All martial arts teach strategies to deflect different attacks. For instance, I was taught to defend against a lapel grab with a punching combination called Crouching Falcon, follow that with a multiple-kick series known as Returning Viper, and finish with the charmingly titled technique Die Forever. (I prefer my own techniques, such as Silent Sea Slug, which entails lying down and hoping things improve, or Disgruntled Panda, which is mostly curling up and refusing to mate.)
I also learned this closely guarded martial arts secret: Although there are countless techniques, most fighters need only a few. For instance, judo star Ronda Rousey has clobbered numberless opponents using the Arm Bar technique. Her opponents know she’s going to do it, but that doesn’t keep her from snapping their elbows like dry spaghetti. Each good technique goes a long, long way. The following are a few that I highly recommend, in order of degree of difficulty.
Yellow Belt Technique: Trumpet Melodiously
I’m a lifelong fan of “Japlish,” English prose translated from the Japanese by someone whose sole qualification is owning a Japanese-to-English dictionary. One classic Japlish instruction, which I picked up from a car rental company, advised: “When passenger of foot heave in sight, tootle the horn. Trumpet him melodiously at first, but if he still obstacles your passage then tootle him with vigor.”
I borrowed the phrase “trumpet him melodiously” for your first anti-meanness technique. It’s meant to nip hurtful behavior in the bud. Use it when someone—say a small child or an engineer—makes a remark that may or may not be intentionally cruel: “You smell like medicine,” “I can see through your pants,” “Why don’t you have a neck?”... You can trumpet him melodiously by saying, “Hey, dude, that’s kind of mean. Back off, okay?” If the behavior continues, tootle him with vigor by saying, “I’m serious. You’re out of line. Stop it.”
Practice these lines until you’re saying them in your sleep, with clear delivery, calm energy. Then, when you use them in real life, a normal person will react by immediately ceasing all hurtful behavior, and even mean people will be taken aback by your directness. They may even begin to behave themselves. Mission accomplished.
Brown Belt Technique: Zig-Zig
As a martial artist, you’ll need to get used to doing the opposite of whatever your enemies expect. For example, if someone were to push you backward, you might push back for a few seconds, then abruptly reverse, and pull your assailant in the direction he’s pushing. He’d be toppled by his own momentum.
This is zig-zigging. It works beautifully on mean people. They expect a fight-or-flight reaction from their victims—either angry pushback or slinking away. The one thing they don’t anticipate is relaxed discernment. Scuttle their plans by zigging instead of zagging, cheerfully accepting any accurate statement they might make while ignoring their malicious energy.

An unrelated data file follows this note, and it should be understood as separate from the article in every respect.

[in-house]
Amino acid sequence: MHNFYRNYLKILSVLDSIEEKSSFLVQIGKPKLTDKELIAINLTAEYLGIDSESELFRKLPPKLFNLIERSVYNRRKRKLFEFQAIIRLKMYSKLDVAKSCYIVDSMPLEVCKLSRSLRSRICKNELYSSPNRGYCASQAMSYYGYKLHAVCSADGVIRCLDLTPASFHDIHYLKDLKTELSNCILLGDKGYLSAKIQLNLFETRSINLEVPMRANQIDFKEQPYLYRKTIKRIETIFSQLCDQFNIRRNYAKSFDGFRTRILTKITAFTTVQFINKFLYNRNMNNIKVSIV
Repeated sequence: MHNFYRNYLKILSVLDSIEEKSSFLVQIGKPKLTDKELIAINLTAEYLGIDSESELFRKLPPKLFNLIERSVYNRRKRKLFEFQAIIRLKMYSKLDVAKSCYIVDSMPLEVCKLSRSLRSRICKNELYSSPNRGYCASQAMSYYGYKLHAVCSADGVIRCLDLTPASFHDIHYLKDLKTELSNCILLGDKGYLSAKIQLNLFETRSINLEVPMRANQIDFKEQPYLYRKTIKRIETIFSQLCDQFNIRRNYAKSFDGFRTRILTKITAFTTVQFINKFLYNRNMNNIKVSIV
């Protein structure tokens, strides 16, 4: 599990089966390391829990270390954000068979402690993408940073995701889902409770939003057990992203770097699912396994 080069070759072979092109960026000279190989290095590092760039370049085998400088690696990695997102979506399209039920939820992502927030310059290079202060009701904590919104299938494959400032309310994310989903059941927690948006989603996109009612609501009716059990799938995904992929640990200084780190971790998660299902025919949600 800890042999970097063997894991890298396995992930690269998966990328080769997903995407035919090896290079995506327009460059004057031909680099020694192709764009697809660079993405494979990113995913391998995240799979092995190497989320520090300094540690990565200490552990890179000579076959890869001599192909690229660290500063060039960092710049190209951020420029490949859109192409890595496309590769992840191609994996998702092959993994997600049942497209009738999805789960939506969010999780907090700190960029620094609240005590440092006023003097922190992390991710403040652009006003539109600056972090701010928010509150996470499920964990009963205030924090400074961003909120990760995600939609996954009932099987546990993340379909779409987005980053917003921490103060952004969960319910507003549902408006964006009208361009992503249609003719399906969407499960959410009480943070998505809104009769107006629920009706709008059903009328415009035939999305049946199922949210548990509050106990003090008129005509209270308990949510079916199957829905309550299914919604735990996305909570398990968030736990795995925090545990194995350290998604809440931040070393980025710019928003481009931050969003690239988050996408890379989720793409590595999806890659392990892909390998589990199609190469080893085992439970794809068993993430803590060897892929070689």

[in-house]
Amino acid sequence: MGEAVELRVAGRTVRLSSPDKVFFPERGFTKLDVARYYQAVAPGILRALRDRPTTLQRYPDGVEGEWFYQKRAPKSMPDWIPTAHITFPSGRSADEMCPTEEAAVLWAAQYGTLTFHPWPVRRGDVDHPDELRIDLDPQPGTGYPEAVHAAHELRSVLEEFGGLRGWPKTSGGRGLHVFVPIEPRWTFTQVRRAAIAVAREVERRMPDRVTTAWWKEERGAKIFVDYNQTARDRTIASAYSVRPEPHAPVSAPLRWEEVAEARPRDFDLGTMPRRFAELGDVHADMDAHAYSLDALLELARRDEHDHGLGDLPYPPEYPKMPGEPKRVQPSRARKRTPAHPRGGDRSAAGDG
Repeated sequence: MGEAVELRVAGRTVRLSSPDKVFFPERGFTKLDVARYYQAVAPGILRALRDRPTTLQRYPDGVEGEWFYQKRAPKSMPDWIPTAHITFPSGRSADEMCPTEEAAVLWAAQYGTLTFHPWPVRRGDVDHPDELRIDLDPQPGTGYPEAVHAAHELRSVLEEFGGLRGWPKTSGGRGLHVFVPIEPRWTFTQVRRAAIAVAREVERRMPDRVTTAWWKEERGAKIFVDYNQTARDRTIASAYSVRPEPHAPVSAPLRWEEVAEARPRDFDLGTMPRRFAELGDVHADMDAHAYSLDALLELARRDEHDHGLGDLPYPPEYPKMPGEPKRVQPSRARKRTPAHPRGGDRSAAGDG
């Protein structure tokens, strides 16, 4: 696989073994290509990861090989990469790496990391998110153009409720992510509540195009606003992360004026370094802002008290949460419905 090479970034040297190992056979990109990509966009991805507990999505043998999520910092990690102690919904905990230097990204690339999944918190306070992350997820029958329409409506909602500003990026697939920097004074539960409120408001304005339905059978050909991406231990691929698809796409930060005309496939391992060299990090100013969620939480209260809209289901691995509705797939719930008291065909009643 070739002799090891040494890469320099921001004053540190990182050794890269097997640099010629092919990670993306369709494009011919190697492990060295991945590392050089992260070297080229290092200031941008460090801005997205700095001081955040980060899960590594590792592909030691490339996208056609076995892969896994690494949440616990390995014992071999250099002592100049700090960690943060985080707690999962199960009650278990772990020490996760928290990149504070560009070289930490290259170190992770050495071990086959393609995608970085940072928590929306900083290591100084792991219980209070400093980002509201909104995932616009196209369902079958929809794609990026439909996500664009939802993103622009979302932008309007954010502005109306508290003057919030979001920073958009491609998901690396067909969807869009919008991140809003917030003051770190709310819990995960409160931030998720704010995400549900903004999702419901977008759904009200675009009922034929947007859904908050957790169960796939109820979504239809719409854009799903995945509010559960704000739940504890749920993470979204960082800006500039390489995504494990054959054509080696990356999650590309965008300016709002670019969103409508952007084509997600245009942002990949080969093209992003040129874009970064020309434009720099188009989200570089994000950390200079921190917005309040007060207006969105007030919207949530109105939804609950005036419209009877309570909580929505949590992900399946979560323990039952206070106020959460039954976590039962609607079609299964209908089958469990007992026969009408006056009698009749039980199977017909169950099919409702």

You can observe this technique in the movie Spanglish, when a young wife, played by Téa Leoni, lashes out at her mother, “You were an alcoholic and wildly promiscuous woman during my formative years, so I’m in this fix because of you!” As the mother, Cloris Leachman nods and says pleasantly, “You have a solid point, dear. But right now the lessons of my life are coming in handy for you.” This response stops the daughter cold, partly because it’s true and partly because it contains not a whiff of pushback. The mother zigs when the daughter expects her to zag. The result is peace.
Black Belt Anti-Meanness Technique: Wicked-Kind Parent
If you keep a balanced stance and surround yourself with normal people, you'll eventually master the black belt skill I've named Wicked-Kind Parent. Mean people are adept at adopting the tone of a critical parent, making others unconsciously regress into weak, worried children. To use this defense, refuse to be infantilized. Instead, use the only thing that trumps the emotional power of a bad parent: the emotional power of a good one. This is what happened at Theresa's birthday party. As Guy served cake and cruelty, Theresa's older sister Wendy spoke up.
"Now, Guy," she said, in precisely the tone Supernanny uses with kids on TV, "that kind of petty meanness doesn't become you. Show us all you can do better." Guy tried to laugh, but a glance around the room silenced him. Wendy had called on her good-parent energy to tap a great resource: normal people. Kind people. Outplayed and outnumbered, Guy slunk away, leaving Theresa to enjoy her birthday. This is virtually always the outcome when a mental martial artist encounters a Mean Guy. If you choose the way of the warrior, it will happen for you.